Sunday, 28 July 2013

The Oldest Life On The Land

For billions of years, the oceans were the domain of life. Only here were conditions right for creatures to flourish. The land was completely barren: an endless desert of dry, crumbling mountains, with the cracked remains of ancient lava flows. While some isolated colonies of bacteria might have existed on the coastline of the first continents or at the edges of thermal pools and lakes, it was only recently that life made its move onto the land.

An artist's impression of the Rhynie Chert, the
oldest terrestrial ecosystem on the planet
In 410 million year old rocks near the village of Rhynie in Aberdeenshire, Scotland; palaeontologists uncovered fossils of the oldest terrestrial ecosystem on the planet, a jumbled mix of primitive plants, fungal strands and bizarre arthropods. From these we can be sure that life was well established on land 410 million years ago. Others showed that living organisms had made brief ventures into the dry, oxygen-filled atmosphere. Yet exactly how these pioneers fared, however, or when creatures began to creep onto the land was unknown.

Whatever the case, it was thought that the invasion of the land was a fairly recent event. Yet earlier this year, a team of palaeontologists led by geologist Gregory J. Retallack, from the University of Oregon, uncovered from 2.2 billion year old Precambrian cliffs, composed of compacted prehistoric soils known as palaeosols, at the Hekpoort Formation near Waterval Onder, South Africa, a series of small fossils far more complex than anything else from that time in the Earth's history.

Demonstrating that they were fossils was a technical triumph because they were too big to be seen in a standard microscopic slide. The samples were imaged using powerful X-rays from a cyclotron, a particle accelerator, at the Lawrence Berkeley National Laboratory in California. The images enabled a three-dimensional restoration of the fossils' form. Named Diskagma buttonii, which means 'disk shaped fragment of Andy Button,' they are about the size of a match head and similar in shape to an urn with a tubular, hollow body enclosed at one end and open at the other, with a small stem at the base.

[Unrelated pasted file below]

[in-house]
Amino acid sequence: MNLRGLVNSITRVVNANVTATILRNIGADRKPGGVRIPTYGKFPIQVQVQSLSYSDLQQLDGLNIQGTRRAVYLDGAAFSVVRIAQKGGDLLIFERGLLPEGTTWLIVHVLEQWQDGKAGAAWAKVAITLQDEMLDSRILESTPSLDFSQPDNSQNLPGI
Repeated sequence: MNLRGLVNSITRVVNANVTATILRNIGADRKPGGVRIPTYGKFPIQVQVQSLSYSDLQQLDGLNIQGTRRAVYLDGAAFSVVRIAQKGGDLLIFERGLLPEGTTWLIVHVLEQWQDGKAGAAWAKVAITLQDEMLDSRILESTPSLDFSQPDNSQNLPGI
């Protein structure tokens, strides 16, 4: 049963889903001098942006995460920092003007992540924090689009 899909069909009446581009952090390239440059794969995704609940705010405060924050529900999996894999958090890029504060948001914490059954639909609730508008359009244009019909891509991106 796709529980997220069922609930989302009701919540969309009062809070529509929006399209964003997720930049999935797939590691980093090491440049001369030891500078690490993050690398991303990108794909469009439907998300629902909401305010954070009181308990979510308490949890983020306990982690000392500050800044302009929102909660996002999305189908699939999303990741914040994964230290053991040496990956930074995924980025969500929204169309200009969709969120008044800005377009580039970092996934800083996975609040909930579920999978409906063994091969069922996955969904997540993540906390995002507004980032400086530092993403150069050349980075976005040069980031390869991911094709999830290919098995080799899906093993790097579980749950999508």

A reconstruction of the 2.2 billion year old
 fossils of Diskagma buttonii with a scale bar
What is more, these tubular individuals were joined together by thread-like structures, creating a web which sat on the surface of the soil, based on their position within the rock layers. 'They certainly were not plants or animals Geosiphon, a fungus with a central cavity filled with symbiotic cyanobacteria.,
but something rather more simple,' said Retallack, professor of geological sciences and co-director of palaeontological collections at the University of Oregon's Museum of Natural and Cultural History.

'There is independent evidence for cyanobacteria, but not fungi, of the same geological age, and these new fossils set a new and earlier benchmark for the greening of the land,' he said. 'This (gives) added significance because fossil soils hosting the fossils have long been taken as evidence for a marked rise in the amount of oxygen in the atmosphere at about 2.4 billion to 2.2 billion years ago, widely called the Great Oxidation Event.'

It is likely that the rise in oxygen was the trigger which resulted in these creatures or possibly their ancestors making the move onto dry land. Exactly what the structures represent is mysterious. Retallack has proposed that they might represent relatives of Geosiphon based on their morphology. Even so, it is difficult to identify what they truly are. If Retallack is right, then they are eukaryotes, the proper name given to complex organisms. This, however, presents a problem in light of a recent genetic study conducted by researchers from the University of California, Berkeley.

Is it possible that these fossils represent the oldest eukaryotes on the planet?
Using the genes found in various eukaryotic organelles, they found that eukaryotes first evolved 1.2 billion years ago. This would suggest that Retallack's fossils are not of complex creatures as they are older than the genetic date. However, their complexity and similarity to modern day eukaryotes cannot be ignored. As a result, we have one of those rare instances where the genetic and fossil evidence are not concurrent.

One possibility is that eukaryotes evolved twice. This, however, is highly unlikely. The other is that the genetic evidence is wrong, again unlikely. Time and time again, genetics has revealed the truth. By contrast, the fossil record is imperfect. Yet I reiterate: these fossils are too complex to ignore. Simple cells, or prokaryotes to give them their proper name, cannot create such structures by themselves. Only eukaryotes, or a combination of prokaryotes and eukaryotes can do this. For now, we shall have to wait on new evidence before we can truly say what these fossils are and what they tell us about the origin of complex cells.